What is a proven way to achieve your goals? Create habits.
Updated: Dec 2, 2022
What goals have you set for yourself this year? Did you make a list of resolutions back in January? What have you achieved?
A proven way to achieve your goals is by creating habits. Want to write a book? Create a writing habit. Want to run a marathon? Create a running habit.
Why create habits to achieve goals?
Why is forming habits so important? A definition of habits is useful when answering this question. A habit is defined as an acquired behavior pattern regularly followed until it has become almost involuntary.
When a behavior becomes a habit, we do it without hardly thinking about it. That makes it SO easy to continue doing. Until something becomes habitual, it is easy to NOT do. Behaviors that are initially difficult and hard to maintain can become second nature and easy to stick with when they become habits.
Habits can be helpful, such as washing your hands after using the bathroom. Habits can also be harmful, such as smoking a cigarette during breaks at work. When we form healthy, helpful habits, they lead to goals of better health. What do we do about harmful habits? “Break” them by replacing them with healthier habits.
How long does it take to create a habit?
You may have heard that it takes 21 days to form a new habit. Is this true? It depends. One study found that habit formation takes anywhere from 18 to 254 days. Various factors can make habit formation easier or more challenging. Let’s explore the factors involved in forming or changing habits.
How do we create or change a habit?
To assist us in understanding habit formation, we will utilize two models – one from Charles Duhigg, author of The Power of Habit, and the second from Dr. B. J. Fogg, founder of the Persuasive Tech Lab at Stanford University.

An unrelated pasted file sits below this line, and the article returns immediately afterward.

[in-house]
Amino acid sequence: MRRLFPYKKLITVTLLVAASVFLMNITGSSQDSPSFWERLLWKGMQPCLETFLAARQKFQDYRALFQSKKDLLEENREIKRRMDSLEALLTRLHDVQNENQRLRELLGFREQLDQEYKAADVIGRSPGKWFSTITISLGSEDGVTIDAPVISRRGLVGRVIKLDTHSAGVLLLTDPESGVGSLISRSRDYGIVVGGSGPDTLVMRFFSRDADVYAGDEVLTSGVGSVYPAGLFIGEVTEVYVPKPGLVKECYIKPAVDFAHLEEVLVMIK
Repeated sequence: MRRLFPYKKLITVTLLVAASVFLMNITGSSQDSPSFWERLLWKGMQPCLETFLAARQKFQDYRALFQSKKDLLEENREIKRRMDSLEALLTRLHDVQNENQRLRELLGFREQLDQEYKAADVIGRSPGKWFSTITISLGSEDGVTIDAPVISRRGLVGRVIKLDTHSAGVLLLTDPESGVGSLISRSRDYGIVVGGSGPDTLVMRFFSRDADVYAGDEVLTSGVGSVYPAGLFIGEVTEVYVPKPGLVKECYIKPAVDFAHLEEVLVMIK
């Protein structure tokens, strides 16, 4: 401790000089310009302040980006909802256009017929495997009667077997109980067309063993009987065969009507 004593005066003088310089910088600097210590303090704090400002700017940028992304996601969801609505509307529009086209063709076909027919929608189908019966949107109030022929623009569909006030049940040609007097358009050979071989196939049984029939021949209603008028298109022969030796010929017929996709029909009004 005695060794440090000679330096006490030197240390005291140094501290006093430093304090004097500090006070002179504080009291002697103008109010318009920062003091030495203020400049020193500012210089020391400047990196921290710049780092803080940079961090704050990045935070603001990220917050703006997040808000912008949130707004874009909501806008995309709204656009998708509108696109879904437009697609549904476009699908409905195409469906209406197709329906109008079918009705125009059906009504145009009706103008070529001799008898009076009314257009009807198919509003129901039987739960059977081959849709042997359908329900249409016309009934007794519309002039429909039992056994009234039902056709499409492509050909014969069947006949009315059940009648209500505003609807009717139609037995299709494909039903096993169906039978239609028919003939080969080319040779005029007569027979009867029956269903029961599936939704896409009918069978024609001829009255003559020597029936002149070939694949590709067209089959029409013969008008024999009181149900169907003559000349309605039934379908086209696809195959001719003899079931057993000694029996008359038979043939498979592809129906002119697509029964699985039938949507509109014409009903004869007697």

Duhigg’s habit loop
Charles Duhigg explains habit formation using the illustration of a “habit loop.” The loop has three components: the cue, the routine, and the reward. Other words for cue include trigger, prompt, or call to action. Routine is another word for habitual behaviors.
Cues or triggers, and examples of each, include:
temporal factors – day of the week or time of day,
locations or situations – at work or in our kitchen at home,
environmental proximity – a box of donuts in the break room,
preceding event – a notification on our phone, finishing a meal,
emotional state – feeling elated or depressed,
other people – coworkers, friends, or family.
What else can you think of?
An example of a habit loop is finishing cleaning up the kitchen after dinner (cue or trigger) and going for a walk (routine or habit). If the resulting feeling is one of satisfaction and enjoyment, the positive reward will promote habit formation.
Fogg’s behavior model
Another helpful tool is the Fogg Behavior Model. It illustrates three elements that must converge at the same moment for a behavior to occur: Motivation, Ability, and a Prompt. When a behavior does not occur, at least one of those three elements is missing.
The behavior model seeks to organize concepts from the habit formation literature into a framework. It describes three core motivators:
Sensation - pleasure vs. pain,
Anticipation – hope vs. fear, and
Belonging - social acceptance vs. rejection.
The component of ability encompasses various “simplicity” factors including time, money, effort, and routine. The basic premise is that simplicity leads to behavior change. The easier something is the more likely we will do it. Fogg describes three ways to increase ability: